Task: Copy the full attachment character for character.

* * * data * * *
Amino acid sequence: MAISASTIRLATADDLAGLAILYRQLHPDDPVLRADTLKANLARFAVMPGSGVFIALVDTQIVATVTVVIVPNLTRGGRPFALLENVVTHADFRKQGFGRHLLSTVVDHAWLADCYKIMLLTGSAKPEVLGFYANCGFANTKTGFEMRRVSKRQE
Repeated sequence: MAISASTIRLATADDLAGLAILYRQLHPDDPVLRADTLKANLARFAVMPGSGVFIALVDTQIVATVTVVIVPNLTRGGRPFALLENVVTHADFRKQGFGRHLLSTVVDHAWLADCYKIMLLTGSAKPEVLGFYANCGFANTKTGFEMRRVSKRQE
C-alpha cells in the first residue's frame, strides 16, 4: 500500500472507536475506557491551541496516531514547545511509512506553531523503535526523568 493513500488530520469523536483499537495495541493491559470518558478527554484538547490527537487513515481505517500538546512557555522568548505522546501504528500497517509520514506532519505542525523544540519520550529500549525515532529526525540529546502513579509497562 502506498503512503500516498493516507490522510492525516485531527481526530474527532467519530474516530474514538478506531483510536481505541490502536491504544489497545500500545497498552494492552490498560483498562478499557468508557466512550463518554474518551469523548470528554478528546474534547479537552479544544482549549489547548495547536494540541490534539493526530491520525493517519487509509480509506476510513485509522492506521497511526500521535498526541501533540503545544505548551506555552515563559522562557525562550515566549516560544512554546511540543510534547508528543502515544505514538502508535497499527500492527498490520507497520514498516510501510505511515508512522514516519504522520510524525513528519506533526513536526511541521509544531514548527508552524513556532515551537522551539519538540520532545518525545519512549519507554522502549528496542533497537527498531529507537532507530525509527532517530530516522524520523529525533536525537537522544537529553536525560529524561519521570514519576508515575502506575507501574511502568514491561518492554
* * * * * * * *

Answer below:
Amino acid sequence: MAISASTIRLATADDLAGLAILYRQLHPDDPVLRADTLKANLARFAVMPGSGVFIALVDTQIVATVTVVIVPNLTRGGRPFALLENVVTHADFRKQGFGRHLLSTVVDHAWLADCYKIMLLTGSAKPEVLGFYANCGFANTKTGFEMRRVSKRQE
Repeated sequence: MAISASTIRLATADDLAGLAILYRQLHPDDPVLRADTLKANLARFAVMPGSGVFIALVDTQIVATVTVVIVPNLTRGGRPFALLENVVTHADFRKQGFGRHLLSTVVDHAWLADCYKIMLLTGSAKPEVLGFYANCGFANTKTGFEMRRVSKRQE
C-alpha cells in the first residue's frame, strides 16, 4: 500500500472507536475506557491551541496516531514547545511509512506553531523503535526523568 493513500488530520469523536483499537495495541493491559470518558478527554484538547490527537487513515481505517500538546512557555522568548505522546501504528500497517509520514506532519505542525523544540519520550529500549525515532529526525540529546502513579509497562 502506498503512503500516498493516507490522510492525516485531527481526530474527532467519530474516530474514538478506531483510536481505541490502536491504544489497545500500545497498552494492552490498560483498562478499557468508557466512550463518554474518551469523548470528554478528546474534547479537552479544544482549549489547548495547536494540541490534539493526530491520525493517519487509509480509506476510513485509522492506521497511526500521535498526541501533540503545544505548551506555552515563559522562557525562550515566549516560544512554546511540543510534547508528543502515544505514538502508535497499527500492527498490520507497520514498516510501510505511515508512522514516519504522520510524525513528519506533526513536526511541521509544531514548527508552524513556532515551537522551539519538540520532545518525545519512549519507554522502549528496542533497537527498531529507537532507530525509527532517530530516522524520523529525533536525537537522544537529553536525560529524561519521570514519576508515575502506575507501574511502568514491561518492554